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review 2019-06-24 13:38
The Summer Book by Tove Jansson
The Summer Book - Esther Freud,Thomas Teal,Tove Jansson

I liked this, but didn't love it. Sorry, B.T. Because I write in a completely different style to the one used here I sometimes find books that indulge in a heavy-handed approach to description a little slow. I loved the relationship between the grandmother and Sophia, those were my favourite bits. I only wish there'd been more of them. Sophia was such a precocious child with a hilarious temperament I longed for more from her. Perhaps if the book had been longer I may have got my wish. It was a mere 120 pages. While the descriptive prose were lovely, I felt there were too many of them and the relationship between Sophia and her grandmother was neglected a tad. The descriptive passages did, however, mean that the book was full of excellent imagery. I felt like I could see the island and breath the air. I would definitely recommend it.

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text 2019-06-19 20:36
Booklikesopoly Roll 5
The Summer Book - Esther Freud,Thomas Teal,Tove Jansson

I've been reading a few other things for the past few days (and still am), but decided to roll again anyway because I absolutely love it! I rolled 7 which took me to this space:

 

 

I've been meaning to read The Summer Book by Tove Jansson ever since BT gave it a glowing recommendation.

 

This is how my board looks now:

 

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review 2018-03-18 17:35
The Summer Book - Esther Freud,Thomas Teal,Tove Jansson

March 2018 Reader’s Group Read.


Rhianna Pratchett recently penned a piece for the Guardian about what the Moomins meant to both her and her father, Terry Pratchett. The Moomins are truly magical and wonderous. Jansson’s Moomin books are also about acceptance and love; it is not really funny in the book that one character wears a dress his aunt once wore.
But Jansson’s other work is as powerful as the Moomins.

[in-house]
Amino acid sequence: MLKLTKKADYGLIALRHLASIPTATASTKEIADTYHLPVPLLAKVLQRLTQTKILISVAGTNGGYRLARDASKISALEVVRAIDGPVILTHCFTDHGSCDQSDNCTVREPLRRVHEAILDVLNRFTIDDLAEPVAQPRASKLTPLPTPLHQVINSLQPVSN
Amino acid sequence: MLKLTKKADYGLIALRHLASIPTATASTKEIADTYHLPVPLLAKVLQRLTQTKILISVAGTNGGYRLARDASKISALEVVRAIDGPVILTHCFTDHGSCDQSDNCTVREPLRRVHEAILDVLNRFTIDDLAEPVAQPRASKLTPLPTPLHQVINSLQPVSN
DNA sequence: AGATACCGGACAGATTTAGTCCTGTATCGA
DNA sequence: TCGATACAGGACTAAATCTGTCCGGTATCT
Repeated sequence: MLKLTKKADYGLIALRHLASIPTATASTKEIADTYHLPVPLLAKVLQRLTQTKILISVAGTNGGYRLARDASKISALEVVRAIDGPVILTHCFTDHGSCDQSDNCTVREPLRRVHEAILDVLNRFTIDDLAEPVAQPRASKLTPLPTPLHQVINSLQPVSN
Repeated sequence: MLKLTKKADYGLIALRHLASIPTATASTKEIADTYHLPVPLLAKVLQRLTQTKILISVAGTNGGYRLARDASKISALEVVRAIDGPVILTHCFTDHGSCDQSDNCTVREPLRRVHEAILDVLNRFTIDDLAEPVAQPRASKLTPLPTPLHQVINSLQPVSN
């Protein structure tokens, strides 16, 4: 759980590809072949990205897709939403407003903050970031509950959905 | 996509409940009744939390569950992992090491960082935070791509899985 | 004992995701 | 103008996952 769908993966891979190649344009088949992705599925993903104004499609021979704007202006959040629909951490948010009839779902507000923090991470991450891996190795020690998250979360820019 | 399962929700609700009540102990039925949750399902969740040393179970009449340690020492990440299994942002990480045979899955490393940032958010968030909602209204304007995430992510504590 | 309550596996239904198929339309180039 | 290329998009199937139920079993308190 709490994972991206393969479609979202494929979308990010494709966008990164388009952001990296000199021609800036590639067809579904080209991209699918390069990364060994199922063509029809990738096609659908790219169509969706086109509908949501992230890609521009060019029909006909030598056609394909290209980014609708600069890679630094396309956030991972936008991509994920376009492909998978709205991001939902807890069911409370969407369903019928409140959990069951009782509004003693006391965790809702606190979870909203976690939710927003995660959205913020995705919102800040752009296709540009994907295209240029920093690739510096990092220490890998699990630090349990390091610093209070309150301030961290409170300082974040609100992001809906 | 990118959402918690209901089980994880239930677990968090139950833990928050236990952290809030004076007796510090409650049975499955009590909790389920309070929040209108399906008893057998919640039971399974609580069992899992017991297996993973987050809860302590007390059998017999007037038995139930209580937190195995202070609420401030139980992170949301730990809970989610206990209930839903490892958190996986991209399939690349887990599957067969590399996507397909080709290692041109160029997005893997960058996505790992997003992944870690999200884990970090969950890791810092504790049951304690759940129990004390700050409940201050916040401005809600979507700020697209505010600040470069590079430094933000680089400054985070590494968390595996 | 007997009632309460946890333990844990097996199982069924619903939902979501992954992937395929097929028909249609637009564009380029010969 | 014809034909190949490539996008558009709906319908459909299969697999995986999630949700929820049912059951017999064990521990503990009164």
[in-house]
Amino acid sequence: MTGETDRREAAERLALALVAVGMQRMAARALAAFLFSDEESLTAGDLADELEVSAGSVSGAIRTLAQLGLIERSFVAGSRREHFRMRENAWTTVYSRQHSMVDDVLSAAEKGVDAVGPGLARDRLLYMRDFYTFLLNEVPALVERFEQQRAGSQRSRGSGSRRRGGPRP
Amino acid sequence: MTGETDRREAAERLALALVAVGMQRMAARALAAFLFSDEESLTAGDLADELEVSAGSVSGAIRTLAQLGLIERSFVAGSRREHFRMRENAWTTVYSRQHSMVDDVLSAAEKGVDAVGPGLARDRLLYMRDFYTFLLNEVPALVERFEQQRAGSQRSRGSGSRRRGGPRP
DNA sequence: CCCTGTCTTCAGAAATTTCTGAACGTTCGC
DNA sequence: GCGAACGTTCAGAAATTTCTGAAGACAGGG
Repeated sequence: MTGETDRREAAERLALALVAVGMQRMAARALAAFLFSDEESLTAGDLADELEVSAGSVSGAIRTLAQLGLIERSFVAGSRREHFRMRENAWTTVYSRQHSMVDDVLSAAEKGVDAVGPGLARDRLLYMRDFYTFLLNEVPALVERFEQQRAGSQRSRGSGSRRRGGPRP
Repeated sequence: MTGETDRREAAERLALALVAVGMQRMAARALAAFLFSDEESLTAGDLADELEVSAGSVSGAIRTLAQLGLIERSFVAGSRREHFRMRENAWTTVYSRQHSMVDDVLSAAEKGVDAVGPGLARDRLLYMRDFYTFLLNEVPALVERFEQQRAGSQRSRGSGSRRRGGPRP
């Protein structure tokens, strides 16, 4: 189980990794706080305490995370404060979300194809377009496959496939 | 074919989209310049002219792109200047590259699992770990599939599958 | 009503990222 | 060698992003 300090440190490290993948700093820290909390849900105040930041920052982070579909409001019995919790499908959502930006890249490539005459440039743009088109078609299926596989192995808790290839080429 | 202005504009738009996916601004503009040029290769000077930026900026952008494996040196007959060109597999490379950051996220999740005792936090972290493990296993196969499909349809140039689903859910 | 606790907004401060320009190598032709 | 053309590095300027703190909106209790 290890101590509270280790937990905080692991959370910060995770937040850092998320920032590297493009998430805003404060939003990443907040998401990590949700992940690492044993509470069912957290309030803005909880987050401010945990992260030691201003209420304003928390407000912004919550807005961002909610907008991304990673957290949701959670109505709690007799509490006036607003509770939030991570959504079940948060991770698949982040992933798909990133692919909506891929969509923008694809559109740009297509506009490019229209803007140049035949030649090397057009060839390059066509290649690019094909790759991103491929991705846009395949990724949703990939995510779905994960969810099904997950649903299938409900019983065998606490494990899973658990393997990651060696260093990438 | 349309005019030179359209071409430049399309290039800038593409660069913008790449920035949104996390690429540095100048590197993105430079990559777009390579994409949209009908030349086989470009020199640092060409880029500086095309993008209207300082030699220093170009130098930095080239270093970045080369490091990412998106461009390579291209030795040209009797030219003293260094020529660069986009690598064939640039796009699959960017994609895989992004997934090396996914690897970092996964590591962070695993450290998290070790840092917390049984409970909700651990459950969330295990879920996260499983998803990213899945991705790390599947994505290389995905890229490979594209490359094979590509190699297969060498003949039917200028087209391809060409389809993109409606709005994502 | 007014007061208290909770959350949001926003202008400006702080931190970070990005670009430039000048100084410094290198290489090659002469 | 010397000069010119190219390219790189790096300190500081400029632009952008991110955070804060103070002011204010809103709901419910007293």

The Summer Book doesn’t really have a plot. In some ways, it is a collection of loosely connected short stories about a young girl and her grandmother as they spend time on a summer island. Sophia’s mother has died, Jansson never mentions what exactly happened, and her father is present but more as a hovering figure.
Sophia and her grandmother wander the island, and there are wonderful descriptions about the forest and the water. There is a visit from of Sophia’s, a young girl with wonderful hair. Sophia comes across as a rather interesting child. The book examines the rhythms of life and the conflicts that can occur. It’s a lovely little tale

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review 2015-02-18 06:14
'TO ACT - TO BE' or ALL THAT GLITTERS AIN'T GOLD
Lucky Break - Esther Freud

As someone who is both an avid movie fan and a respecter of those people among us who have opted to pursue acting careers, this is a novel I thoroughly enjoyed reading. "Lucky Break" is largely centered around 3 people --- Nell Gilby, Charlotte ("Charlie") Adedayo-Martin, and Dan Linden --- who first met in London during the early 1990s as drama students at Drama Arts, a school headed by Patrick Bowery, who is an exacting taskmaster and holds in his hands the future of his charges. Drama Arts proves to be a school of hard knocks where illusions are cruelly shattered as each student endeavors in Patrick's words, "to Act. To Be."